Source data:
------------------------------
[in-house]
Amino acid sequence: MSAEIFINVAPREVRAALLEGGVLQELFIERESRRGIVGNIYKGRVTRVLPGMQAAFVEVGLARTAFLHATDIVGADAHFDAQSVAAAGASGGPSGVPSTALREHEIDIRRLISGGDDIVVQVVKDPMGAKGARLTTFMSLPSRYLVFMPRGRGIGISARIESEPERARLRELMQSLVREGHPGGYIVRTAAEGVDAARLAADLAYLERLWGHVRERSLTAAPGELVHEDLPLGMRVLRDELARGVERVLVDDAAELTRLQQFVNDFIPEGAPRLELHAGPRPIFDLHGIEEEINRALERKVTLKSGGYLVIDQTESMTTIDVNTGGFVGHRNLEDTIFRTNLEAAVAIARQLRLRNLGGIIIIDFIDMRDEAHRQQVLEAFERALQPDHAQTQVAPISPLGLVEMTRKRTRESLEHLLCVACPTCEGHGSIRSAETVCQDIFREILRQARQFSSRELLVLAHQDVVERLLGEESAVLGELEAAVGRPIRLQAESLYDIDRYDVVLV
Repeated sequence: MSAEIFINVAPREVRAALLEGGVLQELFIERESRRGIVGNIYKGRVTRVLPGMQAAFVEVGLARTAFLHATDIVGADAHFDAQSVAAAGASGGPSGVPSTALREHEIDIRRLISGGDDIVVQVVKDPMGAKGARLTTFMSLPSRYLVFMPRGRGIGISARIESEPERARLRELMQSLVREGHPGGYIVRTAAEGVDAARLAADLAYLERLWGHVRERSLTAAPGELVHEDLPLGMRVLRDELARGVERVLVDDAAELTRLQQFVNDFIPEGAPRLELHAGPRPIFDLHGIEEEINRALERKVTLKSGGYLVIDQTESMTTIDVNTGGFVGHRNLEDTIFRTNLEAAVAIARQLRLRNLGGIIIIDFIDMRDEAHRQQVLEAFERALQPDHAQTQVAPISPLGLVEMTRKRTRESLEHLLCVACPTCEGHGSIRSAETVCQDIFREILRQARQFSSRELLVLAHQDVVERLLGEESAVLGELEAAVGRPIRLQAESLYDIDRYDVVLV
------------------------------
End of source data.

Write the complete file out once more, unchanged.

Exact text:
[in-house]
Amino acid sequence: MSAEIFINVAPREVRAALLEGGVLQELFIERESRRGIVGNIYKGRVTRVLPGMQAAFVEVGLARTAFLHATDIVGADAHFDAQSVAAAGASGGPSGVPSTALREHEIDIRRLISGGDDIVVQVVKDPMGAKGARLTTFMSLPSRYLVFMPRGRGIGISARIESEPERARLRELMQSLVREGHPGGYIVRTAAEGVDAARLAADLAYLERLWGHVRERSLTAAPGELVHEDLPLGMRVLRDELARGVERVLVDDAAELTRLQQFVNDFIPEGAPRLELHAGPRPIFDLHGIEEEINRALERKVTLKSGGYLVIDQTESMTTIDVNTGGFVGHRNLEDTIFRTNLEAAVAIARQLRLRNLGGIIIIDFIDMRDEAHRQQVLEAFERALQPDHAQTQVAPISPLGLVEMTRKRTRESLEHLLCVACPTCEGHGSIRSAETVCQDIFREILRQARQFSSRELLVLAHQDVVERLLGEESAVLGELEAAVGRPIRLQAESLYDIDRYDVVLV
Repeated sequence: MSAEIFINVAPREVRAALLEGGVLQELFIERESRRGIVGNIYKGRVTRVLPGMQAAFVEVGLARTAFLHATDIVGADAHFDAQSVAAAGASGGPSGVPSTALREHEIDIRRLISGGDDIVVQVVKDPMGAKGARLTTFMSLPSRYLVFMPRGRGIGISARIESEPERARLRELMQSLVREGHPGGYIVRTAAEGVDAARLAADLAYLERLWGHVRERSLTAAPGELVHEDLPLGMRVLRDELARGVERVLVDDAAELTRLQQFVNDFIPEGAPRLELHAGPRPIFDLHGIEEEINRALERKVTLKSGGYLVIDQTESMTTIDVNTGGFVGHRNLEDTIFRTNLEAAVAIARQLRLRNLGGIIIIDFIDMRDEAHRQQVLEAFERALQPDHAQTQVAPISPLGLVEMTRKRTRESLEHLLCVACPTCEGHGSIRSAETVCQDIFREILRQARQFSSRELLVLAHQDVVERLLGEESAVLGELEAAVGRPIRLQAESLYDIDRYDVVLV